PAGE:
Authentication prevents data breaches
To prepare for CCPA, known as the California Consumer Privacy Act, companies should be looking at authentication as a way of preventing data breaches. Businesses could consider the use of typing biometrics as a more user-friendly alternative to protect customers’ accounts based on the way they type on their keyboards.
Once with increased significance given to big data as a means of doing business, privacy has become a worldwide issue. The number of records stolen from all sorts of companies (Yahoo, Facebook, Marriott) does not seem to decrease from year to year. Instead, it’s forecasted that by 2021 cyber attacks will cost the world $6 trillion annually.
In most countries, privacy is a fundamental human right. With recent global data scandals and breaches rising in numbers and size, citizens and governments are encouraged to enact new privacy acts in order to hold data controllers accountable.
What is CCPA?
The legislation was built with the rights of consumers in mind, giving people more flexibility and control over their data, including the right to know the type and purpose for data collection, and the right to have personal information permanently deleted.
Robust authentication is the key to data protection
2-factor authentication and multi-factor authentication, known as 2FA and MFA, imply that during login, besides entering a username and password, a person must undergo one or more factors of security.
But user-friendly authentication is key to customer retention
Although security factors are helpful in preventing privacy infringements, too many times a day a user gets annoyed about having to memorize or write down security codes or having to grab all sorts of physical tokens to access their accounts.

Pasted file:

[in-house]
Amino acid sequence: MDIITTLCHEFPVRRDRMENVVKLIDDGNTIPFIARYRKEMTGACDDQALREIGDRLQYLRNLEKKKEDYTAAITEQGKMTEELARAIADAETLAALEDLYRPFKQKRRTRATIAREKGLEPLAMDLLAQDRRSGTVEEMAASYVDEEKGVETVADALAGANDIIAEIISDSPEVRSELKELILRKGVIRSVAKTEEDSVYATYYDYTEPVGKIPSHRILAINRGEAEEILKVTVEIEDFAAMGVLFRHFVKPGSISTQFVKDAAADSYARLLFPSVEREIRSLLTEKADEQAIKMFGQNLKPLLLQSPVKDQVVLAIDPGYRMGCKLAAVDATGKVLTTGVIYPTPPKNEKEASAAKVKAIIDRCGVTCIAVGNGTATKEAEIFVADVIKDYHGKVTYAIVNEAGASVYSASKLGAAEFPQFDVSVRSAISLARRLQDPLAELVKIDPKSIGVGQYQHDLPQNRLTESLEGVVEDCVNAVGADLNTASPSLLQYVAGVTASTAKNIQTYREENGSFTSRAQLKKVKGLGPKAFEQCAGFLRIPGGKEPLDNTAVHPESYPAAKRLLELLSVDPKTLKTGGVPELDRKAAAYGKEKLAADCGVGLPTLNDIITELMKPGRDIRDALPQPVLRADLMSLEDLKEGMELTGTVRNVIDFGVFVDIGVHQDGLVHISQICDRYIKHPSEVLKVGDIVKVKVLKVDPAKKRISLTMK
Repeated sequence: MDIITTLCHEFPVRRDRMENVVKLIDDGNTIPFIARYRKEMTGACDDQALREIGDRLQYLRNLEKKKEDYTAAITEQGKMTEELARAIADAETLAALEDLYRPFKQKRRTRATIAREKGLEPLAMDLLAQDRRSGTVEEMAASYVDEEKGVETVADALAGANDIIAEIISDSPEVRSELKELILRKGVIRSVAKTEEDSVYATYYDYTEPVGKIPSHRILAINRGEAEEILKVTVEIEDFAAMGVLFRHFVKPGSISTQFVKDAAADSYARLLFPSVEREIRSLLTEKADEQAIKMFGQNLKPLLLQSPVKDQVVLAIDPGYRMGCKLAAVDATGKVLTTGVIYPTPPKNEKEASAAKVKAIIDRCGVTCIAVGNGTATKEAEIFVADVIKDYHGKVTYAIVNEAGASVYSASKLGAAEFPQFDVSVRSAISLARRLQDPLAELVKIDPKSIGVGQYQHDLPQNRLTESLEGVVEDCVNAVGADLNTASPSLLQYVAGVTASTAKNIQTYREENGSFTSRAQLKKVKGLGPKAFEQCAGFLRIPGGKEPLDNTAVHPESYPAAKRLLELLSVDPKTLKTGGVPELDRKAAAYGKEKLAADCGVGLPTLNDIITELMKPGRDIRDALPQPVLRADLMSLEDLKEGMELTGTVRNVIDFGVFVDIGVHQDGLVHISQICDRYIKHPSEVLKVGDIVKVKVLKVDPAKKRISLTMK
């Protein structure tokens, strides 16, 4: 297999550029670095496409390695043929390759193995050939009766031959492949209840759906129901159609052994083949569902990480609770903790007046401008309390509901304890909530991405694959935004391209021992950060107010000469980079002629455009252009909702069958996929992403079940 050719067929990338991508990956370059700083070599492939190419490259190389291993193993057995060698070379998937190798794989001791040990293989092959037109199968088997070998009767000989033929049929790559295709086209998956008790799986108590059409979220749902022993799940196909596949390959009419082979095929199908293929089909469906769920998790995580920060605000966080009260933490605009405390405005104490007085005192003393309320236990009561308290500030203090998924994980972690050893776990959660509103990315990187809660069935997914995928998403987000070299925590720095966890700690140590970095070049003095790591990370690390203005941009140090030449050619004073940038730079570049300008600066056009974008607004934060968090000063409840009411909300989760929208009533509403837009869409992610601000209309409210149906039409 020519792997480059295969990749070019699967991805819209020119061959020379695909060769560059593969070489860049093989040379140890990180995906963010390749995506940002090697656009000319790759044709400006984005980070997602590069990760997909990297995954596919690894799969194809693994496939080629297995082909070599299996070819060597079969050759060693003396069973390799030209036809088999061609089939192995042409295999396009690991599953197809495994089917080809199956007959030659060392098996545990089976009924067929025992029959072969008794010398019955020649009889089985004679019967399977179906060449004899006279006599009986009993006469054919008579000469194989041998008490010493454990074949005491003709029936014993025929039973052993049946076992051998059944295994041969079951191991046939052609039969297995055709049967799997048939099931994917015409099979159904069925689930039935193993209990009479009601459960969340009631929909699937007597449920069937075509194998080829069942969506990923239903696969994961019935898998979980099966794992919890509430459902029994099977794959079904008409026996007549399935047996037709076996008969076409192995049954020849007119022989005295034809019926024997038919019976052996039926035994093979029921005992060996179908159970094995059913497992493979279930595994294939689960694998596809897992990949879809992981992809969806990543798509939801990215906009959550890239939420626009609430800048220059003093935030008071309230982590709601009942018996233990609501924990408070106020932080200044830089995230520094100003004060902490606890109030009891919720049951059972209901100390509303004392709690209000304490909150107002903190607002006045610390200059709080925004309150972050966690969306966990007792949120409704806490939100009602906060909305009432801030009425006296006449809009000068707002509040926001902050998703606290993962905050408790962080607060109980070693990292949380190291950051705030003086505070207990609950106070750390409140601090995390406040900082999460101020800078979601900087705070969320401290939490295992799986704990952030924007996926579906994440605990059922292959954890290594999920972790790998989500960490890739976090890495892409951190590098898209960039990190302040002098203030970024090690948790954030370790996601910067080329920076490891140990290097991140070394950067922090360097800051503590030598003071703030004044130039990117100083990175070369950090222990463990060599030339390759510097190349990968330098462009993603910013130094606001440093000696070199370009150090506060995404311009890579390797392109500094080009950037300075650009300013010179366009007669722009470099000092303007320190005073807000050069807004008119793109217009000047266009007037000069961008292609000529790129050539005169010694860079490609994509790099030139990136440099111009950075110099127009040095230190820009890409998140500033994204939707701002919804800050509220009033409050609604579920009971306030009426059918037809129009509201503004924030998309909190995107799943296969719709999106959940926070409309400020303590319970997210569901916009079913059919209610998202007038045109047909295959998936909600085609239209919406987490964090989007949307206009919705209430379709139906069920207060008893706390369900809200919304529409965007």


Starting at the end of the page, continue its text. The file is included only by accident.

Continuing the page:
Therefore, the use of behavioral biometrics such as keystroke dynamics, voice recognition, or walking gait is a much more user-friendly solution as it is embedded in the natural way people do things on a daily basis.
Behavioral biometrics can better online security and reduce the risk of fraud. It can be used as an authentication solution for online banking, e-learning, and anywhere authentication is required.
With typing biometrics, a form of behavioral biometrics also known as keystroke dynamics, a user’s typing pattern is used to validate identity by ensuring they are the ones typing their credentials. What this means is that even if an attacker had access to a person’s username and password, they would not be able to access that person’s account based on having a different typing pattern than the account owner’s.
Typing biometrics and data privacy regulations compliance
Imagine a person remotely accessing their bank account in a coffee shop by entering their login credentials while seamlessly using typing biometrics. A potential hacker stands right behind the subject and memorizes their login information. However, going further, the attacker will not be able to access the account as the typing pattern will not match.
This way, the company managed to prevent a data breach and to avoid potential legal penalties by implementing typing biometrics as a second factor of authentication, a user-friendly and cost-effective technology, which doesn’t require any additional hardware besides the implicit keyboard.
Companies rely heavily on consumer data to undergo daily business activities, so consumers’ trust is what they should seek, making data protection a top priority. Handling data with care not only keeps customers happy, but it ensures high brand loyalty.
One way to protect customers’ accounts and prevent data breaches is by using authentication. Preferably, for good user experience, companies should use methods that require little additional effort to users, known as frictionless authentication.